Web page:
You have probably heard on the news about truck driver fatigue, and the long days many New York truckers put in. The law says they are allowed to drive for 11 hours of their maximum 14-hour days, and that seems like enough to exhaust anyone. Many stay out on the road longer, though, and do what they can to make it appear they are within the law. Why?
When a large truck collision occurs, it may leave victims with a wide range of hardships. If you are hit by a large truck, you may sustain a serious injury or face financial problems afterwards. Worse, some people lose their lives in these wrecks, which can be particularly threatening due to a truck's massive size and the length of time it often takes truckers to slow down. In New York, and all over the country, many of these accidents happen on an annual basis and leave victims with a wide range of injuries.
Like self-driving passenger vehicles, large trucks in New York will soon be driven more by technology than the person in the driver’s seat. According to CNBC, that day may come in the very near future, as one company tests its truck platooning system on roads across America.
While most commuters in New York probably do not stop and check their vehicles for any issues before heading to work for the day, expectations for commercial truck drivers are different. According to the New York State Department of Motor Vehicles, truckers must perform a thorough inspection before climbing into the driver’s seat each day. The commercial driver’s license manual requires them to demonstrate their knowledge and ability to review the condition of the vehicles.
A motor vehicle crash involving a large truck has more deadly potential based on the size and weight ratio when compared to passenger cars, trucks and SUVs. Often in New York, the victims are the ones in the smaller vehicles. Accidents may also become a danger to first responders and other officials, and could even affect other people in the area.
In New York, you might encounter quite a few commercial vehicles on your commute every day, thanks to consumer demand for goods bolstering the trucking industry. While the growing need for increased shipping across the nation’s highways indicates a healthy economy, the physical strain from long hours on the road may be detrimental to the individual health of truckers. According to Science Daily, the lifestyle that comes from long days on the road and difficult shifts is linked to health conditions that compromise commercial vehicle operators’ ability to drive, as well as your safety on the roads around them.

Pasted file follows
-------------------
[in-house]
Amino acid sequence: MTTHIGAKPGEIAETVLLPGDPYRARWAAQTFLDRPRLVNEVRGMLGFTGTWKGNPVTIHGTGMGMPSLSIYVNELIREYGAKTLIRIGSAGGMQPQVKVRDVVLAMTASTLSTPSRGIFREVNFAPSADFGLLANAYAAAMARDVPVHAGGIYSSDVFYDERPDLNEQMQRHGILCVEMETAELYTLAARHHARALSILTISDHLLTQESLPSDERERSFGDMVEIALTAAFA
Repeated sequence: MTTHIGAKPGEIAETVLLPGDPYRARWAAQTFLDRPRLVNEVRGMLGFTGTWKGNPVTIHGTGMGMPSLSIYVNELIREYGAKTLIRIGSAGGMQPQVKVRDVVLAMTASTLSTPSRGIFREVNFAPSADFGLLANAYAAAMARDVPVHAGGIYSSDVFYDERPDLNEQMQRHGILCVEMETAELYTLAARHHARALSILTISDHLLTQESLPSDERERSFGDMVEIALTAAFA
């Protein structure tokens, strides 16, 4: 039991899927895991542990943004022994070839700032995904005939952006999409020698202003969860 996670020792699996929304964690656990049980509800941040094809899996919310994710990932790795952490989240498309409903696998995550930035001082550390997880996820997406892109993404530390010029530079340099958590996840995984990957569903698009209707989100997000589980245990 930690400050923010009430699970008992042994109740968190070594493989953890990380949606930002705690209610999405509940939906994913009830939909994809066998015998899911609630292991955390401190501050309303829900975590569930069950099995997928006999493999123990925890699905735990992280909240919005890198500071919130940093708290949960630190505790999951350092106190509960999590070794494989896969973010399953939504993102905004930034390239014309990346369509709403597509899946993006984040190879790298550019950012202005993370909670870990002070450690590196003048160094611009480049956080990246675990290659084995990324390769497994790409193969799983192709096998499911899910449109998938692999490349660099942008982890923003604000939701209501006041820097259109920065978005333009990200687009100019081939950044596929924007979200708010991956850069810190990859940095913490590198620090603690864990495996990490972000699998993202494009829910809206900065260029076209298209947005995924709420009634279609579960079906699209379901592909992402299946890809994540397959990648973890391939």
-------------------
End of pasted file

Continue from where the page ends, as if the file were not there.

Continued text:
Whenever alcohol enters the system, alteration of focus, concentration and mental clarity begin to occur. The New York Department of Motor Vehicles claims that alcohol can cause jerky starts and improper passing as well as preventing drivers from staying in their lanes. Drunk drivers also commonly run red lights and fail to use signals. Even at low blood alcohol concentration levels, drivers may be less alert and find that their vehicle operation skills are impaired.
Fatigue is a serious problem that affects truck drivers across the country. Drowsy driving alone is often deadly, and can be even more dangerous when combined with additional hazards, such as icy roads or sun glare. In 2015, 126 people were killed in New York State in large truck accidents, according to the National Highway Traffic Safety Administration. This number was higher than the previous several years, indicating that there may be serious safety issues regarding the trucking industry and the general public.
New York State is known for its congested highways and the prevalence of large trucks sharing the roads. Over the years, numerous accidents involving big rigs have caused concern among not only the public, but local legislators.
During the fall, road construction sites across New York are likely to be wrapping up to prepare for winter. For the next few weeks, drivers in Schenectady and elsewhere may encounter construction equipment, cones, lane closures and workers who are attempting to get the job done before cold weather sets in.